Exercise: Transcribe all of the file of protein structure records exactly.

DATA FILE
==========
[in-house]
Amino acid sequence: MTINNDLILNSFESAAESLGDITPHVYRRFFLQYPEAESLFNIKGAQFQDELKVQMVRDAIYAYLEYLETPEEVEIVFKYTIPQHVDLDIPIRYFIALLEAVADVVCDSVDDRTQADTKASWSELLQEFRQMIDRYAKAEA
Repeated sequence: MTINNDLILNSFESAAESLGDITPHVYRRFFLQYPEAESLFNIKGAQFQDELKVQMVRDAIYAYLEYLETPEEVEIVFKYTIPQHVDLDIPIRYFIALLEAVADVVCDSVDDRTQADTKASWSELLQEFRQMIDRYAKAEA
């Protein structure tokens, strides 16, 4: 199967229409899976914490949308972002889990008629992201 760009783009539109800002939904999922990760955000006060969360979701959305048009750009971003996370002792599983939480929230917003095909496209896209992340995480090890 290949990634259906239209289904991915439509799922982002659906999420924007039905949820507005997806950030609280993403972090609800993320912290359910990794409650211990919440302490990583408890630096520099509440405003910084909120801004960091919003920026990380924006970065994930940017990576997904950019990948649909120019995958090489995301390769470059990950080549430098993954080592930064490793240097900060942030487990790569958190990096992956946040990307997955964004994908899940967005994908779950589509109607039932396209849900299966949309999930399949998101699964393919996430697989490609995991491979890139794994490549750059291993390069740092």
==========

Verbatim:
[in-house]
Amino acid sequence: MTINNDLILNSFESAAESLGDITPHVYRRFFLQYPEAESLFNIKGAQFQDELKVQMVRDAIYAYLEYLETPEEVEIVFKYTIPQHVDLDIPIRYFIALLEAVADVVCDSVDDRTQADTKASWSELLQEFRQMIDRYAKAEA
Repeated sequence: MTINNDLILNSFESAAESLGDITPHVYRRFFLQYPEAESLFNIKGAQFQDELKVQMVRDAIYAYLEYLETPEEVEIVFKYTIPQHVDLDIPIRYFIALLEAVADVVCDSVDDRTQADTKASWSELLQEFRQMIDRYAKAEA
């Protein structure tokens, strides 16, 4: 199967229409899976914490949308972002889990008629992201 760009783009539109800002939904999922990760955000006060969360979701959305048009750009971003996370002792599983939480929230917003095909496209896209992340995480090890 290949990634259906239209289904991915439509799922982002659906999420924007039905949820507005997806950030609280993403972090609800993320912290359910990794409650211990919440302490990583408890630096520099509440405003910084909120801004960091919003920026990380924006970065994930940017990576997904950019990948649909120019995958090489995301390769470059990950080549430098993954080592930064490793240097900060942030487990790569958190990096992956946040990307997955964004994908899940967005994908779950589509109607039932396209849900299966949309999930399949998101699964393919996430697989490609995991491979890139794994490549750059291993390069740092």